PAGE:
Nathan W. Hamilton filed a complaint against Donald Ray Lockridge in the Superior Court of Gwinnett County, seeking damages for fraud. He alleges that Lockridge conveyed to him by warranty deed certain improved property having thereon a new dwelling. In the construction of the dwelling the defendant failed to comply with the construction codes of DeKalb County, Ga., where the house was located. By reason of the failure of the defendant to construct the carport slab as required by the code, certain latent defects occurred which were well known to the defendant but unknown to the plaintiff, resulting in injury and damage to him by reason of which he seeks damages and attorneys fees. The defendant denied the material averments of the complaint, and affirmatively answered that the house was duly approved by the Building Inspection Department of DeKalb County. He further alleges that the damages to the plaintiff resulted from his own neglect in allowing water from the downspouts to accumulate and stand on the alleged defective concrete carport slab, over a period in excess of four years, and that plaintiff's damages thereby resulted from his own negligence. Plaintiff amended his petition to add that the concrete carport slab was constructed in such a manner as to be inherently aid intrinsically dangerous to the plaintiff, as the vendee and purchaser of said home; and that it was known to be so constructed by the defendant, and that defendant did represent to the plaintiff that the slab was soundly constructed, and that plaintiff need have no apprehension with respect to same. He alleged that the slab has commenced to fall away, cave in, and is imminently dangerous to the remaining portion of the house; all of which constitutes actual fraud and deceit practiced upon plaintiff to his injury and damage. He further alleged that false representations were made to him by the defendant as to the proper construction of the carport slab at the time it was purchased by him. The defendant filed a motion to dismiss, which came on for a hearing, and the court ordered the same dismissed because inter alia the deed to the property was executed more than 4 years prior to the filing of the suit. The appeal is from this final judgment. Error is enumerated that the court erred in sustaining the defendant's motion to dismiss and in dismissing the complaint. Held:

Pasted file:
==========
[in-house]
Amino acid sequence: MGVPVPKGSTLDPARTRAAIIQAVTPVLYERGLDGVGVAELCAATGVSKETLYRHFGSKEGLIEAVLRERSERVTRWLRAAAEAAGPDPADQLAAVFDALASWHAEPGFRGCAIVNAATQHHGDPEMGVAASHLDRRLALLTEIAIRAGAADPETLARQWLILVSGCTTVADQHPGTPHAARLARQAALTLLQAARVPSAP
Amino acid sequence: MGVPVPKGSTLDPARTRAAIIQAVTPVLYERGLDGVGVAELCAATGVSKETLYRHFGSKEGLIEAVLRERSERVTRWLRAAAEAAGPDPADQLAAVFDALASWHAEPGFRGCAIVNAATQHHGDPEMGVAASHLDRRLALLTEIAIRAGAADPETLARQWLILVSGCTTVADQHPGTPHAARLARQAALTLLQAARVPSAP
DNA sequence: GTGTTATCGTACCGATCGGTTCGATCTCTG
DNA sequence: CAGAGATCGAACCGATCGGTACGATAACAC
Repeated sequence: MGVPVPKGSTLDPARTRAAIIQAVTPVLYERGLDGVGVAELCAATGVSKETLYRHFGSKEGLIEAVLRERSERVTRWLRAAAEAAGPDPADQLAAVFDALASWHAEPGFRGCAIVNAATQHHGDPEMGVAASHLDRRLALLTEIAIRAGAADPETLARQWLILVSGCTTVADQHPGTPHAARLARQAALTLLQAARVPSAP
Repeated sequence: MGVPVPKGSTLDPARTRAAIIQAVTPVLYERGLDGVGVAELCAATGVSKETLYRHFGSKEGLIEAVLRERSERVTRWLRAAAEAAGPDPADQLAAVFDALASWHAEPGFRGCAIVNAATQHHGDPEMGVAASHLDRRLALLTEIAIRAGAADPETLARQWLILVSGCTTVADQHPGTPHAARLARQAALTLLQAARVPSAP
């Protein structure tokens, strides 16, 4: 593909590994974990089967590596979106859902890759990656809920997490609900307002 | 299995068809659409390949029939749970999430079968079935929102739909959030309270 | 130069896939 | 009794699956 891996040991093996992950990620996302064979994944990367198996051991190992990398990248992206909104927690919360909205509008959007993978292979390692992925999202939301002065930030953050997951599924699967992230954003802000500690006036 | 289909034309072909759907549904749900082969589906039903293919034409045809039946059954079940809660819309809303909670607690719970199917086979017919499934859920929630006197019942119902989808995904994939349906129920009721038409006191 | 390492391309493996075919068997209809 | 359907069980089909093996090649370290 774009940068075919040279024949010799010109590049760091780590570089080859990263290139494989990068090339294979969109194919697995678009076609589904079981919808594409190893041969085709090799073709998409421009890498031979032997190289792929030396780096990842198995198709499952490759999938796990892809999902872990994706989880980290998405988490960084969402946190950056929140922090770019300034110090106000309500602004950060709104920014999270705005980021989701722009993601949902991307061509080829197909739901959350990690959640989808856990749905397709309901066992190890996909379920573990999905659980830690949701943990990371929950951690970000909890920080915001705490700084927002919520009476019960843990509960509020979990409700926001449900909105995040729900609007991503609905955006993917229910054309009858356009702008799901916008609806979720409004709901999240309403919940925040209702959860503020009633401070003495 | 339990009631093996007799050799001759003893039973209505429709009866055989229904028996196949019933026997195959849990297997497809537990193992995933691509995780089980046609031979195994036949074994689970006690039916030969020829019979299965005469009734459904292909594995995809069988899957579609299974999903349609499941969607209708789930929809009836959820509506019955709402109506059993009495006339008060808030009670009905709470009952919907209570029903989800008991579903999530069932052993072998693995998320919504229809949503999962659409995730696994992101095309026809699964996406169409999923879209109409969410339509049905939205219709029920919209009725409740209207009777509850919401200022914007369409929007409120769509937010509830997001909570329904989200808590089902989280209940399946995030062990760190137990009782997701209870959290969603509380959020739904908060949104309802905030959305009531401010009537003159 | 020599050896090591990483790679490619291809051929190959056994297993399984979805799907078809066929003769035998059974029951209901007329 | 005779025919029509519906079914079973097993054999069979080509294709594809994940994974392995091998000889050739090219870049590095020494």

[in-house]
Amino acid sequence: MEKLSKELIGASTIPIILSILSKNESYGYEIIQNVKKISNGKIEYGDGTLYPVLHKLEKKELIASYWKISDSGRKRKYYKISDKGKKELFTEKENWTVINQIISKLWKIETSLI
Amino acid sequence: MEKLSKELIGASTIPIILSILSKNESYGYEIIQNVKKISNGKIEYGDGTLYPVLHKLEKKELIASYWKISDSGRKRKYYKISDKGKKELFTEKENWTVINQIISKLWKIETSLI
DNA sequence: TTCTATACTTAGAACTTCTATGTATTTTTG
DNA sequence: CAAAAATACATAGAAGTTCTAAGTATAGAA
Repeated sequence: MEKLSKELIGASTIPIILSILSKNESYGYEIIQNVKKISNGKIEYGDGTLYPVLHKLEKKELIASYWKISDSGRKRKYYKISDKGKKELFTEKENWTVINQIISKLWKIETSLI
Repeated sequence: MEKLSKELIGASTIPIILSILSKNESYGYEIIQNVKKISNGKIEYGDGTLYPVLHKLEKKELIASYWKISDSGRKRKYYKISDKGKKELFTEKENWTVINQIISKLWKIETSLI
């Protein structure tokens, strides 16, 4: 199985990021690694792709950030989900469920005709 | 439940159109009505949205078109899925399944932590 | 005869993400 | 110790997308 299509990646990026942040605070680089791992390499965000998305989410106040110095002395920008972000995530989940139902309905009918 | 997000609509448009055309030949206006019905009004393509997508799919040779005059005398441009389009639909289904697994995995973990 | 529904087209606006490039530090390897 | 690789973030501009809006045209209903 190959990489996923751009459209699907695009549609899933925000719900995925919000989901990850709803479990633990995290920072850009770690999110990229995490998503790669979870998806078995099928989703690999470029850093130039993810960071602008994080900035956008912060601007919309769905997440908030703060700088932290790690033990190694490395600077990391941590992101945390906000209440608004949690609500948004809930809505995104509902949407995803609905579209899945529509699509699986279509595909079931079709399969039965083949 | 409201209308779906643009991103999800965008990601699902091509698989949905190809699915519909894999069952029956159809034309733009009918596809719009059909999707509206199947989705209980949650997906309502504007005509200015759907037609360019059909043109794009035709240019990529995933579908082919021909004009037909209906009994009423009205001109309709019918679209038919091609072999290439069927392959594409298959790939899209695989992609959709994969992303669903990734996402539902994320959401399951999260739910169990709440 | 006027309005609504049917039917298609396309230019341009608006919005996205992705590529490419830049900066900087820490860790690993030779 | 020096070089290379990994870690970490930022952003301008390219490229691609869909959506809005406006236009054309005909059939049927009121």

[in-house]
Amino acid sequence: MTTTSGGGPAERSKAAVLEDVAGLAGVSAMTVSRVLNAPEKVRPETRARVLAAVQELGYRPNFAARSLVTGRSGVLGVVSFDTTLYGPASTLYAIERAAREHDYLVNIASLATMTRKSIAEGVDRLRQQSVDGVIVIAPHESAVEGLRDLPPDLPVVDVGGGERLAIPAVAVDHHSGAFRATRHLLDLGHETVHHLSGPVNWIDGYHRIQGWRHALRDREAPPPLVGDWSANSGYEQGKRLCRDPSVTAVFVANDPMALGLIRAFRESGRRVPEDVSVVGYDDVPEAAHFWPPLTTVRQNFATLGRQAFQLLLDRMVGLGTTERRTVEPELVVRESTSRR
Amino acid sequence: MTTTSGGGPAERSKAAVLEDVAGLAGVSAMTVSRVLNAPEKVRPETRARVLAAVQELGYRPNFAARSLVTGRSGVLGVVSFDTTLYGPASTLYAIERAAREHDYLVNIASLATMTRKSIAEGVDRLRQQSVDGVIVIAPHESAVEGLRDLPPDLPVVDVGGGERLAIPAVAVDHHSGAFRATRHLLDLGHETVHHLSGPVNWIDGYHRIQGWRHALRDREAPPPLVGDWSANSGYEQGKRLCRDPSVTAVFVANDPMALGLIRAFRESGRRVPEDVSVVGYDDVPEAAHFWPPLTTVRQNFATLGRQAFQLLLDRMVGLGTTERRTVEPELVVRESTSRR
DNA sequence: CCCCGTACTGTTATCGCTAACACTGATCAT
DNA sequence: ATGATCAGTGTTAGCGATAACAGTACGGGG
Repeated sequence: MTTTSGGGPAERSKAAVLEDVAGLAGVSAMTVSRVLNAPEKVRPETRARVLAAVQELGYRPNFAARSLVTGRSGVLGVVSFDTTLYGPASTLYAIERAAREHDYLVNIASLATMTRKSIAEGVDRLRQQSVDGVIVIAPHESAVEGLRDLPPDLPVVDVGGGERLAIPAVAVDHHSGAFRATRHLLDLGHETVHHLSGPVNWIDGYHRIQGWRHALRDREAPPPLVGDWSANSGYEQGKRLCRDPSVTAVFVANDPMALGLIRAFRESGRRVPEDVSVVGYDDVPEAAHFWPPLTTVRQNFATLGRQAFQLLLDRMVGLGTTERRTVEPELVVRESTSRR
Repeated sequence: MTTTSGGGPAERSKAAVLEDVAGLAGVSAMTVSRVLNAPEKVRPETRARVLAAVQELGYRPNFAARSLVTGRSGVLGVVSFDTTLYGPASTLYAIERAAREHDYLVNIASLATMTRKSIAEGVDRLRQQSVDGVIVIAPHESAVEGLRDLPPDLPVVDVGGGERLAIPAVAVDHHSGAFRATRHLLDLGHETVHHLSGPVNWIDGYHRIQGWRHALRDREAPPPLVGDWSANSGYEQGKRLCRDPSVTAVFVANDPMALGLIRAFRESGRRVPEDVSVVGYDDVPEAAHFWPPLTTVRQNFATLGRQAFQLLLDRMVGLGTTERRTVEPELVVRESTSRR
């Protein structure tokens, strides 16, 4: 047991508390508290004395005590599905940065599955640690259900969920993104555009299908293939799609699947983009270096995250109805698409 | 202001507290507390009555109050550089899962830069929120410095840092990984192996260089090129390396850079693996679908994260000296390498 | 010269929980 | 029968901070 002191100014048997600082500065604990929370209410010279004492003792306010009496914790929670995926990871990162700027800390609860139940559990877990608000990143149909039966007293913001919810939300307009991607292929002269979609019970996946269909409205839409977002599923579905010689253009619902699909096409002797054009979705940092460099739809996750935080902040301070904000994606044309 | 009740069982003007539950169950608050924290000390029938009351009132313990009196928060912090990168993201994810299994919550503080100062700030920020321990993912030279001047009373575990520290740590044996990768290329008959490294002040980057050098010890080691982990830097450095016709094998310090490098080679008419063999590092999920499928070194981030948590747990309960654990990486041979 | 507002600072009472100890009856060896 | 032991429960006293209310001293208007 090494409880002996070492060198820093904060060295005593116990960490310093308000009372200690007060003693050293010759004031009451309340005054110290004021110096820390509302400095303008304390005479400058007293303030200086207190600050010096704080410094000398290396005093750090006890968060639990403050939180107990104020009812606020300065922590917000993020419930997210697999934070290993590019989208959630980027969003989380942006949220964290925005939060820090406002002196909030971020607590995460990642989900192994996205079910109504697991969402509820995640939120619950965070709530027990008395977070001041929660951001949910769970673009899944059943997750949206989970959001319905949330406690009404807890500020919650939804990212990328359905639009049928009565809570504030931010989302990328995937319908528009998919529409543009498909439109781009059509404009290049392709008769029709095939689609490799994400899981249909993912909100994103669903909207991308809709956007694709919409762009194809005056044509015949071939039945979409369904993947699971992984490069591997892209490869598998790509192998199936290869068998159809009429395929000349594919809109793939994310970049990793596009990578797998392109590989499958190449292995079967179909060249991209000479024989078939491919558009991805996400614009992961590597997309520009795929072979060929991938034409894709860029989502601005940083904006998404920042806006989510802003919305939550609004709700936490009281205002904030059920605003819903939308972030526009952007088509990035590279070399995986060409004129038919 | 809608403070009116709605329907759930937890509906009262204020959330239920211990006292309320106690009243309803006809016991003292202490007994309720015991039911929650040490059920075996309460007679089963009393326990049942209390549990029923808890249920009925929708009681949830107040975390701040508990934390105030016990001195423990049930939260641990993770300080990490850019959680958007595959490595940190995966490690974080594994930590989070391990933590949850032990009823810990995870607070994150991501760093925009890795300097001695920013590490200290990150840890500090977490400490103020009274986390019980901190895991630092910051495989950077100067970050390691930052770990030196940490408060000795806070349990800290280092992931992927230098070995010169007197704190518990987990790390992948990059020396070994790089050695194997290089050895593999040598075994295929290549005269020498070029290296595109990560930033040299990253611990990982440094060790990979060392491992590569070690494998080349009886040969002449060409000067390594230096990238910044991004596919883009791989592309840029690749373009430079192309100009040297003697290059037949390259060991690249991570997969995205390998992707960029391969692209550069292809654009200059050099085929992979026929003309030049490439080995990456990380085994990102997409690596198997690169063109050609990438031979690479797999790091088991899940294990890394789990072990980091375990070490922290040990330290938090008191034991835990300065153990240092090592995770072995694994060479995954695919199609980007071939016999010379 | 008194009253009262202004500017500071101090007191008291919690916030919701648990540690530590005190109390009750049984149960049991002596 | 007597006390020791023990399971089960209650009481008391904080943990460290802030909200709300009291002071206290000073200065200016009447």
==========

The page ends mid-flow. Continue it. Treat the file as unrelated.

1. It is true that the petition alleges the warranty deed was made in 1966, which was more than 4 years prior to the filing of this action. However, under our present system of notice pleadings rather than issue pleadings, the same are now construed most strongly in favor of the pleader, rather than against him. See Harper v. DeFreitas, 117 Ga. App. 236 (1) (160 SE2d 260)
; Hunter v. A-1 Bonding Service, 118 Ga. App. 498 (164 SE2d 246)
. Plaintiff's complaint, while showing that he has owned the property and has had possession of same for slightly more than 4 years before filing suit, under the allegations of said complaint, this does not constitute a beginning point from which the statute of limitation runs. It is alleged in said complaint that the defects in the house were latent, and as no date is alleged showing when said latent defects were discovered, said pleading must be construed most favorably toward the pleader, and to the effect that the defects were not discovered by the plaintiff more than 4 years before filing his action. The statute of limitation did not begin to run until the latent defects were discovered by plaintiff, irrespective of his purchase of the property at an earlier time. Hunt v. Star Photo Finishing Co., 115 Ga. App. 1
, 6 (153 SE2d 602
); Chitty v. Horne-Wilson, Inc., 92 Ga. App. 716 (89 SE2d 816)
. There are instances when the statute of limitation begins to run on the date the tortious act is committed to property, such as acts which are wrongful in themselves, or as where one's property is invaded or trespassed upon by another. See Hunt v. Star Photo Finishing Co., supra.
2. The petition alleges a complaint for certain alleged latent defects known to the defendant but unknown to the plaintiff, hence the petition is not subject to dismissal. Whiten v. Orr Constr. Co., 109 Ga. App. 267 (136 SE2d 136)
; Reynolds v. Wilson, 121 Ga. App. 153 (173 SE2d 256)
. The error enumerated is meritorious, and the court erred in sustaining the motion to dismiss.
Richardson, Chenggis & Constantinides, George G. Chenggis, for appellant.